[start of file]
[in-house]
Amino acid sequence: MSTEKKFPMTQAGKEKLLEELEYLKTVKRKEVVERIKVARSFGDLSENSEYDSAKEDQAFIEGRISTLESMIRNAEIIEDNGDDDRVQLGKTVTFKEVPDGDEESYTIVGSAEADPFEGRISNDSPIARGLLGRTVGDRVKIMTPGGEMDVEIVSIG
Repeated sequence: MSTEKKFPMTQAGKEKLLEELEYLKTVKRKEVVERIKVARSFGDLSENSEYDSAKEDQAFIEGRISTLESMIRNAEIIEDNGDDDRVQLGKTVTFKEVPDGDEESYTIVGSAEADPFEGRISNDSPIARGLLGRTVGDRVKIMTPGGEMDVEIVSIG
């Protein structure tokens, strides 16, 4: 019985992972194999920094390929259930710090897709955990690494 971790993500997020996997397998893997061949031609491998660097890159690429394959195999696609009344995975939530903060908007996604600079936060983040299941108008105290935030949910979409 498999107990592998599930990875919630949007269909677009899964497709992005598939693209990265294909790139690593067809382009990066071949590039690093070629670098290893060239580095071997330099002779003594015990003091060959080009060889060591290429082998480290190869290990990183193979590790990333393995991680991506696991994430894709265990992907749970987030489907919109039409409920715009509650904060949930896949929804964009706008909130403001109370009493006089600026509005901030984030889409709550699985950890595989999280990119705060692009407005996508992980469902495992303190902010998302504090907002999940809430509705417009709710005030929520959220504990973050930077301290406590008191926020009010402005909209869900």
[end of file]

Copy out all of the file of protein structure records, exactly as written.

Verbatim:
[in-house]
Amino acid sequence: MSTEKKFPMTQAGKEKLLEELEYLKTVKRKEVVERIKVARSFGDLSENSEYDSAKEDQAFIEGRISTLESMIRNAEIIEDNGDDDRVQLGKTVTFKEVPDGDEESYTIVGSAEADPFEGRISNDSPIARGLLGRTVGDRVKIMTPGGEMDVEIVSIG
Repeated sequence: MSTEKKFPMTQAGKEKLLEELEYLKTVKRKEVVERIKVARSFGDLSENSEYDSAKEDQAFIEGRISTLESMIRNAEIIEDNGDDDRVQLGKTVTFKEVPDGDEESYTIVGSAEADPFEGRISNDSPIARGLLGRTVGDRVKIMTPGGEMDVEIVSIG
């Protein structure tokens, strides 16, 4: 019985992972194999920094390929259930710090897709955990690494 971790993500997020996997397998893997061949031609491998660097890159690429394959195999696609009344995975939530903060908007996604600079936060983040299941108008105290935030949910979409 498999107990592998599930990875919630949007269909677009899964497709992005598939693209990265294909790139690593067809382009990066071949590039690093070629670098290893060239580095071997330099002779003594015990003091060959080009060889060591290429082998480290190869290990990183193979590790990333393995991680991506696991994430894709265990992907749970987030489907919109039409409920715009509650904060949930896949929804964009706008909130403001109370009493006089600026509005901030984030889409709550699985950890595989999280990119705060692009407005996508992980469902495992303190902010998302504090907002999940809430509705417009709710005030929520959220504990973050930077301290406590008191926020009010402005909209869900």